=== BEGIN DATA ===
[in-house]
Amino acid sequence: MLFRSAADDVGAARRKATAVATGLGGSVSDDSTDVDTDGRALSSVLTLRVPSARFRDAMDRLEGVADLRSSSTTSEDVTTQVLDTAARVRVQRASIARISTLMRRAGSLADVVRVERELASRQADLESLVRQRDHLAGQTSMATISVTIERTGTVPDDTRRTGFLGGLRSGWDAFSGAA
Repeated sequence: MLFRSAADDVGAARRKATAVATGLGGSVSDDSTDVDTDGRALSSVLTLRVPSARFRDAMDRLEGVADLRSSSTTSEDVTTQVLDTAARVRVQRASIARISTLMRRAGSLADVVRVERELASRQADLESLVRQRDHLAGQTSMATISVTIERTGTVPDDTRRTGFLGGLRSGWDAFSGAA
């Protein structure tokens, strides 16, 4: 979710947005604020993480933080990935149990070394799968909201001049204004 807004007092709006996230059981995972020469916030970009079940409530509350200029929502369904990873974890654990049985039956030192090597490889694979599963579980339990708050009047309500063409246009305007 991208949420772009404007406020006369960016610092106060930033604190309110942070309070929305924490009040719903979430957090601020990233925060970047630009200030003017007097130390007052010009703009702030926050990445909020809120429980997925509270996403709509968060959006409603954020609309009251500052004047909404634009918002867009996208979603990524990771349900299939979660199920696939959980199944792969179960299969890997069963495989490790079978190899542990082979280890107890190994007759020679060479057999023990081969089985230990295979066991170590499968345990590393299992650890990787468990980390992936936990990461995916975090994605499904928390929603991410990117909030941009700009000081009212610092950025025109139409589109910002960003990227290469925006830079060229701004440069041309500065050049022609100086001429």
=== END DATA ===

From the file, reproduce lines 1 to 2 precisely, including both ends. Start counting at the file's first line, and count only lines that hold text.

[in-house]
Amino acid sequence: MLFRSAADDVGAARRKATAVATGLGGSVSDDSTDVDTDGRALSSVLTLRVPSARFRDAMDRLEGVADLRSSSTTSEDVTTQVLDTAARVRVQRASIARISTLMRRAGSLADVVRVERELASRQADLESLVRQRDHLAGQTSMATISVTIERTGTVPDDTRRTGFLGGLRSGWDAFSGAA